Coup and Run on a LARGE cement pateo.

Discussion in 'Coop & Run - Design, Construction, & Maintenance' started by maltodextrine, Nov 23, 2009.

  1. maltodextrine

    maltodextrine New Egg

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    Nov 23, 2009
    I am planning on getting a small flock of chickens this coming spring. I have a very large back pateo, all cement with creeping fig covered brick walls.I am planning on making my run about 8'x10x'8'.

    I am modifying a rabit hutch for my coup and still making plans to make the ground better for my flock, such a aking a dust box and a small area of boxed grass ( which I am pretty sure they will destroy lol).

    I also plan on purchasing a travel pen for them so I can take them to my friend's house which has a nice back yard once a week.

    Are there any health issues with a cement floor for the birds, I worry about their feet and beaks. Also, how may chickens should I put in such a small run?
     
  2. Omran

    Omran Chillin' With My Peeps

    Jul 26, 2008
    Bagdad KY
    Quote:concrete floor is no problem for chickens. however rabbit hatch will be real small for 3 hens, you might have to build a nice little coop for them.
     
  3. ranchhand

    ranchhand Rest in Peace 1956-2011

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    The hutch might be too small, think about expanding it. And the patio will be forever stained once you have chickens on it. The grass box is a great idea! I have seen where people plant grass and cover the area with wire on top of the box- so the chickens could eat the grass as it grew, but not scratch it in and kill it. Dust box is very good, and the friend's yard is great, as long as they don't use pesticides or man-made fertilizers.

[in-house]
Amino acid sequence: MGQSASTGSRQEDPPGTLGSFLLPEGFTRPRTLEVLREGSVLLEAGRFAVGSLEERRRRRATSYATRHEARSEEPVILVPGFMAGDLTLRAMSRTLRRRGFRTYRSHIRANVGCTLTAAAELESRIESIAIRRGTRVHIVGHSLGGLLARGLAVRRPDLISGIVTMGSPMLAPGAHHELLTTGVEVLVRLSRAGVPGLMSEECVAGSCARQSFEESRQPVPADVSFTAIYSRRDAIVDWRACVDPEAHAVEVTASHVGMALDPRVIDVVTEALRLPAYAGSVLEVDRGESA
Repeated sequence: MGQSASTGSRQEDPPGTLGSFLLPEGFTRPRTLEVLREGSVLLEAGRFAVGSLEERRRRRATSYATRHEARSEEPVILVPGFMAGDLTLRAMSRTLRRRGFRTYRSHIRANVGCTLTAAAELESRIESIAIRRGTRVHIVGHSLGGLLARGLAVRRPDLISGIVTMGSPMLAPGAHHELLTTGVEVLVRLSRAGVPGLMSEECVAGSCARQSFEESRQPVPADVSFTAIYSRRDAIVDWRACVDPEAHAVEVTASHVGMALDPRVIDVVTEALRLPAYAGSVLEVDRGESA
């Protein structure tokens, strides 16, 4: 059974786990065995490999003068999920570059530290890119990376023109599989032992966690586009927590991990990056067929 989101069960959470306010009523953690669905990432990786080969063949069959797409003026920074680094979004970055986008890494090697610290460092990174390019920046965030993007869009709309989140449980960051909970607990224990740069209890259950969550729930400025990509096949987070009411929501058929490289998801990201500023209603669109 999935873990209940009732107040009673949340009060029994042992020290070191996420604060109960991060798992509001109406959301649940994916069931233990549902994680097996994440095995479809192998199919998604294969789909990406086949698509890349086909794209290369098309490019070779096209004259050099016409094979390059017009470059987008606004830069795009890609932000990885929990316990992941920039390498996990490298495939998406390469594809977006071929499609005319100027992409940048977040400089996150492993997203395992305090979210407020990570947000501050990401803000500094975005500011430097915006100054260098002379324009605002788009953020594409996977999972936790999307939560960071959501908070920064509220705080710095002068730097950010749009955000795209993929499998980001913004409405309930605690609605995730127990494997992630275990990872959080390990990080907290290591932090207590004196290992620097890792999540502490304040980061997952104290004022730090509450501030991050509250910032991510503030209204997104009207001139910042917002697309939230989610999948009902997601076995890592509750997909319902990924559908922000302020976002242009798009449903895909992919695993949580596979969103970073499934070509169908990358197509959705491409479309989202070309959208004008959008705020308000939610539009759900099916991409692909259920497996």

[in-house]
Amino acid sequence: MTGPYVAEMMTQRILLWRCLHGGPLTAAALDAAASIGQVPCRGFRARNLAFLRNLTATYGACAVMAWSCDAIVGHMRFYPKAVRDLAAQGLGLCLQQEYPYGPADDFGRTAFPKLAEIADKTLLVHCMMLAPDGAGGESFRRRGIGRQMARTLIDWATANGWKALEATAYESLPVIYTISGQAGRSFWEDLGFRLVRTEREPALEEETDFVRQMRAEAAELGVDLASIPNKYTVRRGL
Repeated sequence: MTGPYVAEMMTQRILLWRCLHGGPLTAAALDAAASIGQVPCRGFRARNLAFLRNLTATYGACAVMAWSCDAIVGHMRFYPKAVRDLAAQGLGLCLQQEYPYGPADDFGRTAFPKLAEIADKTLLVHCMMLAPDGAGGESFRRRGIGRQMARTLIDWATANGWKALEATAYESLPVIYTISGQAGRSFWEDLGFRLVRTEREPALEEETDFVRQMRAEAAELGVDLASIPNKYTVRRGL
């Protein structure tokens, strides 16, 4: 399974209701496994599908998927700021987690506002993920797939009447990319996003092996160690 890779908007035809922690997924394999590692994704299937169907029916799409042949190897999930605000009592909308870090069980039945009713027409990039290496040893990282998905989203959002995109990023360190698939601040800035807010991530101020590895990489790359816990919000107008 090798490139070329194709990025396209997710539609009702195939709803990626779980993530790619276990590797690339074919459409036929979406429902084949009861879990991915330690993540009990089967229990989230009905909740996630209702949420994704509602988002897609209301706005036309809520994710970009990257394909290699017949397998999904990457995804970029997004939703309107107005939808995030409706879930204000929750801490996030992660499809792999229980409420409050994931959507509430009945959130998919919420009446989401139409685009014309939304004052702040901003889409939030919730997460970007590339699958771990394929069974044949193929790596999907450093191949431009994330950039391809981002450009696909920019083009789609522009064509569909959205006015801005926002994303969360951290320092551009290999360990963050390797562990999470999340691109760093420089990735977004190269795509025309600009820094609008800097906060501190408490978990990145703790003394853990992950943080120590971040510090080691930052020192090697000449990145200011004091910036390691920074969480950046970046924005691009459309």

Good luck! Sounds like you've done some research and planning, good on you! [​IMG]
     
  4. gsim

    gsim Chillin' With My Peeps

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    Start saving mulched leaves and grass to do a 6" thick cover for the patio. That will help make it not be so nasty. A little can be sprinkled under roosts each am to keep odor down as that is where greatest concentration of poop will be. A linoleum covered poop plank strategically located would help a lot too, but must be scraped daily and removed. Great compost and great to put on garden or under shrubs all winter long. Being so close to house, odor must be a concern. You will be changing litter periodically so make run for accessibility.

    The boxed grass will work fine if only you frame it and stretch chicken wire over it tightly to maintain a 2" space. They can eat it but cannot rip it out. A win-win because fresh living greens are a plus for health and egg-laying. Hutch may not work for size.

    I would do gold comet sex links (buff comet) or red comet sex links for your birds. They are likely the best layers around for any American climate. Important since you are doing only three. You will get 3 eggs daily in egg season, and occasionally 4 a day. Molting and wintertime will cause it to slack off some.
     
  5. patandchickens

    patandchickens Flock Mistress

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    Quote:I dunno if that's such a good idea -- chickens are reallly not big on change. I strongly suspect that will be much more stress on them than is worthwhile, also predator-protection and escape issues involved.

    A better plan might be just to plan on tossing in veg scraps and (safe) weeds and such every day or so, for them to play with. If you know anyone digging up a new flowerbed you could ask them for any sod they take out, that will REALLY entertain the chickens (bugs!) for a few days. That sort of thing.

    Are there any health issues with a cement floor for the birds, I worry about their feet and beaks. Also, how may chickens should I put in such a small run?